I think those bills would bring competition back into the health care marketplace lowering costs across the nation. It seems evidently true for Medicare part ‘C’ and part ‘D’. Congress could take a year or more to examine the structure of subsidies enabling those in the second and third quintile of income purchase a health plan within their budget. The first quintile of income is covered by Medicaid. The fourth and fifth quintile of income represents professionals of which I am one.

  5. I find it just a bit ironic that Nate would gleefully support #6 especially given how he decries any time the gov’t tries to lay down any sort of regulation coaxing certain types of behavior change/modification among individuals.
    So Nate, it is not o.k. for the gov’t to change people’s behavior (e.g., you ragged on the idea of an excise tax on soda if I recall correctly) yet you support the right of an employer/insurer to potentially mandate people’s basic behaviors including their exercise and dietary habits?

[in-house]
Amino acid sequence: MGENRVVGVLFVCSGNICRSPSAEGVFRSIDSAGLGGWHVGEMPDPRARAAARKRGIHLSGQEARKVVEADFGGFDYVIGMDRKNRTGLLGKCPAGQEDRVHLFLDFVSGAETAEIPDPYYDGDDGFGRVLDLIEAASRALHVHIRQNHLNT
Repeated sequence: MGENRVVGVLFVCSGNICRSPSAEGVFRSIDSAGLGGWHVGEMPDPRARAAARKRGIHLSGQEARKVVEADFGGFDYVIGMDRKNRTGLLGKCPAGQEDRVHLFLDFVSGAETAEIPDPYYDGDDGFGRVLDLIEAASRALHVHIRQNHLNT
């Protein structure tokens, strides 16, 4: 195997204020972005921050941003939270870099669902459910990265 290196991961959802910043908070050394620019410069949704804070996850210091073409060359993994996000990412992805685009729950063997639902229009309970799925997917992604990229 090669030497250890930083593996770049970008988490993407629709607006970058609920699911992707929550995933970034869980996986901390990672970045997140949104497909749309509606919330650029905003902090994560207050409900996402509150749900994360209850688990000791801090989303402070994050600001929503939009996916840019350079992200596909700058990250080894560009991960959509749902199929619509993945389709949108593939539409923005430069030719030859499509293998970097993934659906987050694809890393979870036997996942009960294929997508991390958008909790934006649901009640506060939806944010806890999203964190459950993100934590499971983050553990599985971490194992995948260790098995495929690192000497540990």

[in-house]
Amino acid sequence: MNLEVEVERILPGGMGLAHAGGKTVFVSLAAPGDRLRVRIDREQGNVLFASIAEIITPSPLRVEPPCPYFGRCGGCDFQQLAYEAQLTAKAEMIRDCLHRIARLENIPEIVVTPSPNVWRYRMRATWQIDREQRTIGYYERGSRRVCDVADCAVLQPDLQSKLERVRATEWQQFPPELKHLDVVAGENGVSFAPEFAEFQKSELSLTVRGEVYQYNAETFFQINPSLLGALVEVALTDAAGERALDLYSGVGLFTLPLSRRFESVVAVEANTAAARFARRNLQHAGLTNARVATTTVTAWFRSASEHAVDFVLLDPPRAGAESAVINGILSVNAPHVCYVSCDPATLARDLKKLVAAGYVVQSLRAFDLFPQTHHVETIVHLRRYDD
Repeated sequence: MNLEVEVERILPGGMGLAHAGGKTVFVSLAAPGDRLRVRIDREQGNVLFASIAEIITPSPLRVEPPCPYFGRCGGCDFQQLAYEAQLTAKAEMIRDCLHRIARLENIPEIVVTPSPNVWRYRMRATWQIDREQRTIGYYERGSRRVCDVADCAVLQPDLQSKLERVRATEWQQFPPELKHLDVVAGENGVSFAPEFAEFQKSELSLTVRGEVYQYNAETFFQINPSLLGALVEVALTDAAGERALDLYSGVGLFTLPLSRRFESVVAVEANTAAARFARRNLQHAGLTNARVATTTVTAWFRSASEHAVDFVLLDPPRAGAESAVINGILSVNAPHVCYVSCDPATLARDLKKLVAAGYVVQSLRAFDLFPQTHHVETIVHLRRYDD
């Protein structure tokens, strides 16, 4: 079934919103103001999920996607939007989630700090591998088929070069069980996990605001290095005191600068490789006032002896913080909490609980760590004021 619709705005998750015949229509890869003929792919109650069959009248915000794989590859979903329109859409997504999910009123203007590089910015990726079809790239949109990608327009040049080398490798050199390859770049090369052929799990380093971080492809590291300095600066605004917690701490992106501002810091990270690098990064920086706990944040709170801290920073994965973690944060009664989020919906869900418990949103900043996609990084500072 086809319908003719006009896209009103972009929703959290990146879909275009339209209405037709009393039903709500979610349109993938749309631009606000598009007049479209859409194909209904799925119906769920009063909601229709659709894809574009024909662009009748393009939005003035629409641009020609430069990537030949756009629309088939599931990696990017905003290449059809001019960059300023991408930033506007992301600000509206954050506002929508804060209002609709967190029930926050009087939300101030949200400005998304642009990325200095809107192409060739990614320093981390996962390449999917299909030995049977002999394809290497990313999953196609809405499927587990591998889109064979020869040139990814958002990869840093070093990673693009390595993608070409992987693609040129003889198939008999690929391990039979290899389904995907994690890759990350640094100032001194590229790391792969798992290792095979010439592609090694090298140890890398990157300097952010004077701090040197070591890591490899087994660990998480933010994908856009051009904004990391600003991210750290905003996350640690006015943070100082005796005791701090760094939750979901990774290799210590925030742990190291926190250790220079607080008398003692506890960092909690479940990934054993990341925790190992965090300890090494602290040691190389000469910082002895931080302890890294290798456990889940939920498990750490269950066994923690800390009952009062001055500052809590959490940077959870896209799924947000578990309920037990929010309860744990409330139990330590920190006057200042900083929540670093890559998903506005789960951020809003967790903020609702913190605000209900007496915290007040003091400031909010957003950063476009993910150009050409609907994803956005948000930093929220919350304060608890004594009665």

6. Do you have any idea just how much “accountability” adds to the price of health care? A ton! Everyone promises accountability so it looks like the public funds are being spent wisely. BS!!
    The only way to cut costs is to decrease demand. Right now there is unbridled demand for unnecessay care. This is entirely discretionary on the part of the patient. Well, insurance should not cover discretionary care. It never did prior to the HMO era when people prepaid for care they did not need. Eventually they started “needing” it because they could get it for nothing. Now people can’t even take care of a cold without a doctor holding their hand.